whatnauts

Geez monza, it's the middle of the night and you're here on Jigidi. You're going to be one tired lady in the morning. I do hope everything is okay :)))))))))

monza006

You understand right, whatnauts, the cakes are made in early autumn and stored, but every so often they come out and have holes pierced into them with a skewer and brandy poured in!! It makes for a very tasty and moist cake.

whatnauts

When I mentioned the xmas cakes were smothered in brandy, I meant during the curing process. After the cakes were baked, they were wrapped in cheese cloth and set aside in a cool dark place. From time to time, they were pulled out and more brandy was poured on them. This took a few months. At least, this is my understanding of the process.

monza006

Thanks whatnauts, you are right we use the word pudding to describe anything sweet after a savoury course... so I can have "puddings" on my shopping list, yet buy tarts, crumbles, yogurt or ice cream, to name just a few. However, we also refer to many genuine puddings as pudding too!! Like sponge pudding, treacle pudding and plum pudding... most of which are sponge, suet or cake type puddings. The exception is Yorkshire Pudding!! Just to confuse everyone... we serve it with roast beef and gravy! I've never had brandy butter or sauce with Christmas Cake, only with pudding!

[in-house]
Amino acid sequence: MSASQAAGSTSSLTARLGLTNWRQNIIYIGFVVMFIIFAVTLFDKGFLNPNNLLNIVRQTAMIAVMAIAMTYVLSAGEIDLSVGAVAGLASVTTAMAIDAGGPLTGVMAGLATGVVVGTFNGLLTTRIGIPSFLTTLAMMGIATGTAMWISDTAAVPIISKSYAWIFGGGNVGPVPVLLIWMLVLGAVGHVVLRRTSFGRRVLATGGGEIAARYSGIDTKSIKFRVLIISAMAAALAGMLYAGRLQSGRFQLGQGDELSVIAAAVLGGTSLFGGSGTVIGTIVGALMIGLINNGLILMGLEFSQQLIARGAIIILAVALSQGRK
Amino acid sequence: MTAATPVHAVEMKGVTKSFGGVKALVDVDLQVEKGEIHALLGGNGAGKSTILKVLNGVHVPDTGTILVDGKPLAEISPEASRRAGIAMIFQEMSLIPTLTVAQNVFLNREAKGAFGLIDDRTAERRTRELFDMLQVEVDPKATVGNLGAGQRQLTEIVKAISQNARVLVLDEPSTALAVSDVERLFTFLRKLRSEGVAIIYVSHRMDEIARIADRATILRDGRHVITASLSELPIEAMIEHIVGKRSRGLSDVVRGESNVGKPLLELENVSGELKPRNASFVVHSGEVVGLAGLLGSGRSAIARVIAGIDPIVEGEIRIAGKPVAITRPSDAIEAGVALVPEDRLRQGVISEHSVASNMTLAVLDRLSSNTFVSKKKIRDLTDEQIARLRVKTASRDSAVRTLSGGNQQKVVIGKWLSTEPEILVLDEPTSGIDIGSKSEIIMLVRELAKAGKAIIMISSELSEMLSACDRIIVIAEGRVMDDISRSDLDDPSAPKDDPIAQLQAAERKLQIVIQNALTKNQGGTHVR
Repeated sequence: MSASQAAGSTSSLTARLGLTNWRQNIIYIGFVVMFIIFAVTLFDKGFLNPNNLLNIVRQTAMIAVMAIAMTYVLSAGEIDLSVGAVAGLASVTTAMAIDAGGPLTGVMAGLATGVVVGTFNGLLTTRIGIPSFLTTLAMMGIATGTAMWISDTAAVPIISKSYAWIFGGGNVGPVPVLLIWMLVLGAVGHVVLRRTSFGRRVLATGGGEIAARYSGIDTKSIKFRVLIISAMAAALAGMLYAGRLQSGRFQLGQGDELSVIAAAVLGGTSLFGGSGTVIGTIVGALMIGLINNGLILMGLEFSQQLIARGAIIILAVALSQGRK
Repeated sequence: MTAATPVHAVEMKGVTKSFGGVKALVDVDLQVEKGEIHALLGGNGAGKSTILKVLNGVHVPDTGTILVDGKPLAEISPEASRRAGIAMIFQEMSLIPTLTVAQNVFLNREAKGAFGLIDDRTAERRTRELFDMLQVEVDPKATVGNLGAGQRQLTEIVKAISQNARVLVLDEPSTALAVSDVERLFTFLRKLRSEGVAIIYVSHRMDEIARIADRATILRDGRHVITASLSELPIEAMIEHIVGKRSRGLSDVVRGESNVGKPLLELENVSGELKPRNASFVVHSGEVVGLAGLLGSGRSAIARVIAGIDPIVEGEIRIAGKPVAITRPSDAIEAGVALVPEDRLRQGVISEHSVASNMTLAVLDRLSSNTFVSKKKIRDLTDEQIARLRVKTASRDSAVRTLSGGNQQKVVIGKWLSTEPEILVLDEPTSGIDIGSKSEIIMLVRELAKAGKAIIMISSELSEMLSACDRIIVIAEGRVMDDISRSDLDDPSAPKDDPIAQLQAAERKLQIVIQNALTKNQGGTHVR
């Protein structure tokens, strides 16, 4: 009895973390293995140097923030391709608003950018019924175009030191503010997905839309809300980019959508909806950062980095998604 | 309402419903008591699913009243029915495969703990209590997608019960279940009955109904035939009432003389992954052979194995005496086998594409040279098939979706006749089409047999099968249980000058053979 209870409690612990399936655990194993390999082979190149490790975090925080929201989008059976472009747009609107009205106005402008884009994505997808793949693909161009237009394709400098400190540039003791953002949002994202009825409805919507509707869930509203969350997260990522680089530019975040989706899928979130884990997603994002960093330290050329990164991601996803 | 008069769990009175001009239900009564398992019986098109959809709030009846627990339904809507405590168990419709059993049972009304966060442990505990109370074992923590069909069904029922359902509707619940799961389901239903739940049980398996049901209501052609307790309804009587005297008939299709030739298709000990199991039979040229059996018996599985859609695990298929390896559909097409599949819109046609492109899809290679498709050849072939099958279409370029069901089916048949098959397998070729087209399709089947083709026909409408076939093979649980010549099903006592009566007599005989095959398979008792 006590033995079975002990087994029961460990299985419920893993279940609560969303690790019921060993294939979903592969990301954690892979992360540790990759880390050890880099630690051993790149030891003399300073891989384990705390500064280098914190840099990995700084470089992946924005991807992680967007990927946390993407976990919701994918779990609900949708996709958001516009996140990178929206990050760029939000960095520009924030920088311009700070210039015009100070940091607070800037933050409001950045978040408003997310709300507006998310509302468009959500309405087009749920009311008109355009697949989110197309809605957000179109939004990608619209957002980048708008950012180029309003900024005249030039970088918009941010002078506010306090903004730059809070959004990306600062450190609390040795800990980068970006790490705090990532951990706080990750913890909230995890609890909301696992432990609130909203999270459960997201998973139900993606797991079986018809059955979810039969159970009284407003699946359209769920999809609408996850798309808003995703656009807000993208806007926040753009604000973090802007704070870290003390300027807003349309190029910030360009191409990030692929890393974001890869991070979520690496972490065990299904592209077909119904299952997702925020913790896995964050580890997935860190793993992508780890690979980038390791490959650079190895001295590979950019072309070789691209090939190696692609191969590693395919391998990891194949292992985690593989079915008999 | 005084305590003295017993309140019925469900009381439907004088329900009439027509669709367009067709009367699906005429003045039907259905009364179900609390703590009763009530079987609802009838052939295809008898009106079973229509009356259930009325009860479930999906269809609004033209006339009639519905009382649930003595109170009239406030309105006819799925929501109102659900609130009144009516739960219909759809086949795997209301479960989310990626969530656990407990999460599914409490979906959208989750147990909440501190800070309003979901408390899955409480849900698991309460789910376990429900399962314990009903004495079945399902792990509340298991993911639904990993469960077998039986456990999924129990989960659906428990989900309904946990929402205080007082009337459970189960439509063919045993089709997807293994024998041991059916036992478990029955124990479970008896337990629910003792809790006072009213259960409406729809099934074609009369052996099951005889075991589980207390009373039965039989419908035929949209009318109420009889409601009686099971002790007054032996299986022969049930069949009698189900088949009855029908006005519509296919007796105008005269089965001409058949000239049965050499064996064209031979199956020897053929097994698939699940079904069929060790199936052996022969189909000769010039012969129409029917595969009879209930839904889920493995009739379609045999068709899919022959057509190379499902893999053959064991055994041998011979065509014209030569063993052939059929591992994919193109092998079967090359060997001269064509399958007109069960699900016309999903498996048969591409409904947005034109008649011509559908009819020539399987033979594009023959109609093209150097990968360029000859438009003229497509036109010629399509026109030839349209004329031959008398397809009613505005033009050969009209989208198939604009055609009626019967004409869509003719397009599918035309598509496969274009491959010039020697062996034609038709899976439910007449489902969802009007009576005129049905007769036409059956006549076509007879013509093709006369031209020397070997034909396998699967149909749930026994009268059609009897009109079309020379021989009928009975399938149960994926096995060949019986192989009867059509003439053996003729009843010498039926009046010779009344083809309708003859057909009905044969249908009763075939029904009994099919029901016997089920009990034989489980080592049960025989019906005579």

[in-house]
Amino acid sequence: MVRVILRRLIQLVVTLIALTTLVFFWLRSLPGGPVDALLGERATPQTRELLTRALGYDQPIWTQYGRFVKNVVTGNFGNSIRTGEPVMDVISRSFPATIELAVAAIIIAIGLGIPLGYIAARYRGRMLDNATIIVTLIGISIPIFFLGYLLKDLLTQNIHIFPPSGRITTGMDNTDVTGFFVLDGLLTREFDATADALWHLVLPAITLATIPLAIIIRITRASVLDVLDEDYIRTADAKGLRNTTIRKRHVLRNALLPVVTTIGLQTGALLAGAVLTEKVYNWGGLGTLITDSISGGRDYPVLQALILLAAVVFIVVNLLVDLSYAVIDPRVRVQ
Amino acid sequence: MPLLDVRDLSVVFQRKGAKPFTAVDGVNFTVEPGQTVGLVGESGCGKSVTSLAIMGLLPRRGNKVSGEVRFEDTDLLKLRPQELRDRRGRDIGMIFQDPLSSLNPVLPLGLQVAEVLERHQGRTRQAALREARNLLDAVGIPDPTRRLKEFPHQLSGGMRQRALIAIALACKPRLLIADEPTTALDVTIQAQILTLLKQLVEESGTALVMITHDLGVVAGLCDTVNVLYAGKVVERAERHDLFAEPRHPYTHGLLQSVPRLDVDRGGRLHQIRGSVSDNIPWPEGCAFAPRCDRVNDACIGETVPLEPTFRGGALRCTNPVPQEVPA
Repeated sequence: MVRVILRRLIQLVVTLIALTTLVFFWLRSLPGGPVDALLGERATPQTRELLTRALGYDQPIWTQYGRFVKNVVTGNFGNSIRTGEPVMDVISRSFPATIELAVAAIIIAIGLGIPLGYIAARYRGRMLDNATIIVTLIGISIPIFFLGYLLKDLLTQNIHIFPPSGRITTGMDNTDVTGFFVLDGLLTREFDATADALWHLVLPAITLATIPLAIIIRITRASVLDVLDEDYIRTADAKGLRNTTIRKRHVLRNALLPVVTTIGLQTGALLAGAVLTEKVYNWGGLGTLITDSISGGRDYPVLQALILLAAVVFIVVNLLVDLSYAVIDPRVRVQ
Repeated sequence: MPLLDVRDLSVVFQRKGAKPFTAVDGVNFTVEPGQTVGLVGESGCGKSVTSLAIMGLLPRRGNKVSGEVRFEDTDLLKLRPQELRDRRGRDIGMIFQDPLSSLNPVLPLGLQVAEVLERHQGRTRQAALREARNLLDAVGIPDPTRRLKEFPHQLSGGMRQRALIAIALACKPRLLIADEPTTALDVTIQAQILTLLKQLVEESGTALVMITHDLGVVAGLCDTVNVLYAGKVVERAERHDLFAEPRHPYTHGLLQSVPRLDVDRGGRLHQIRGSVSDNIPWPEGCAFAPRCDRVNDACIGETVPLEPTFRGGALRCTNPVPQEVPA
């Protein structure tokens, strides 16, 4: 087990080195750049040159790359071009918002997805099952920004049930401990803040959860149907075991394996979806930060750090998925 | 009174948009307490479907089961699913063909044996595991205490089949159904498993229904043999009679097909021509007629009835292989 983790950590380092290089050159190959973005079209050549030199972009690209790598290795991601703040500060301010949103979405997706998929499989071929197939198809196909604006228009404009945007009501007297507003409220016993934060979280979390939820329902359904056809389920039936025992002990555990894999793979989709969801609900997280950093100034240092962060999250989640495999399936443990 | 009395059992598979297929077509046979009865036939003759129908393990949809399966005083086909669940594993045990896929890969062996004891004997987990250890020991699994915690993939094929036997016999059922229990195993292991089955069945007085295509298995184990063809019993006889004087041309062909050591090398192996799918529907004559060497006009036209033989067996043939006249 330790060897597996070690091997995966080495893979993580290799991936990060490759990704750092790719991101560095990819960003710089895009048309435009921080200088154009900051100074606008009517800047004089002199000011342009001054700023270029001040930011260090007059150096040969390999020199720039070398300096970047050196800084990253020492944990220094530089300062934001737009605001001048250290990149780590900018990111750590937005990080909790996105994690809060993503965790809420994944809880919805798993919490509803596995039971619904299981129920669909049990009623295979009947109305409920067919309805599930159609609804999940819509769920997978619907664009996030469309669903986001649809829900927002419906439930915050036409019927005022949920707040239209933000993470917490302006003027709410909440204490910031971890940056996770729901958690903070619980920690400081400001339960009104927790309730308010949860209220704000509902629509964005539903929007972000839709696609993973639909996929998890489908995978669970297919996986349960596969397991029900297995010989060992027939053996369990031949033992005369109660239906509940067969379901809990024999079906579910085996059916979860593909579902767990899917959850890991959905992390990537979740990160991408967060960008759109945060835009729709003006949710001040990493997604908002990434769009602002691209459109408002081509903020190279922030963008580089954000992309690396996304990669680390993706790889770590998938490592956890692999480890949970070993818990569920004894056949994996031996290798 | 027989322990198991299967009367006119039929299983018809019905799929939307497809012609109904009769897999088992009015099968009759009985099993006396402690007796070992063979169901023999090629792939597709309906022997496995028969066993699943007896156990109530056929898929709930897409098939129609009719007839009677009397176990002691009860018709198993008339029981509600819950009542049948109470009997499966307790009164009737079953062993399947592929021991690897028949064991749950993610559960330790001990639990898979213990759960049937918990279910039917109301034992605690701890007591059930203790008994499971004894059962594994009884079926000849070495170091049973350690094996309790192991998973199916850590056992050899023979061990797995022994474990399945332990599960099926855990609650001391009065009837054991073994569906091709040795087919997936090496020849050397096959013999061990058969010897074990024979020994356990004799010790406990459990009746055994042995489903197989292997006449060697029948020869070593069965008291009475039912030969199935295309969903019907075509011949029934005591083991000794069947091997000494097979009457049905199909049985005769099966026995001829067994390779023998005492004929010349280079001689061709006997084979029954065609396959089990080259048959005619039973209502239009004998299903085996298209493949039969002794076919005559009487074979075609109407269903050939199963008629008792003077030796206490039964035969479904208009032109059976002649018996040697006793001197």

whatnauts

Whenever I see 'pudding' posted by a Brit, I have to remember the term generally means dessert of any kind. My aunt used to make the best Christmas cake I've ever had - a rich, dark, moist cake full of dried fruits and nuts and smothered in brandy, which was probably why it was so good. I've also had Christmas pudding (in North American terms). It was with the pudding that we would have the brandy sauce, never with the cake. I suspect someone came up with Plum Pudding day in February as a reminder to finish off the leftovers from Christmas. Thanks for another fun puzzle and discussion.

Chailie

I've just spotted your comments on my "Quilted Whatnot" puzzle. Many thanks. I'm pleased you liked it.

monza006

Thanks PJ, I'm delighted you enjoyed all the info and maybe one day you'll also enjoy the festivities around it too.

puzzlejan

Mandy - delicious, and a wonderful puzzle, and so much interesting info from you and all the comments. I have tasted it - - but all the festivities around the plum pudding attract me more :-)))
PJ

monza006

I wasn't sure, but my husband assures me it will be... give it go Katie, and let me know!! :~)

buckeye425

Thanks for the ingredient list for brandy butter! I think it would also be wonderful on french toast.

monza006

yes, Gemstone, I agree, suet makes wonderful puddings, but many people are afraid to use it anymore, which is a shame. I didn't know that all puddings should be flamed, but it would definitely add to the ambience if they were! Thanks for visiting and joining in :~)

monza006

Thanks Michelle, that link was great, and now I want to visit!! It sounds like wonderful fun and just the sort of event I'd thoroughly enjoy. I'm wish you on making the rounds to try all these lovely puddings!! Figgy duff sounds wonderful too....yum!!

monza006

Thanks Katie, you must try brandy butter one day.... it's easy to make your own, just unsalted butter, icing sugar and brandy blended together. It's interesting to hear about the historic inns in your area, I've only ever seen plum pudding on a menu over Christmas, which is such a shame.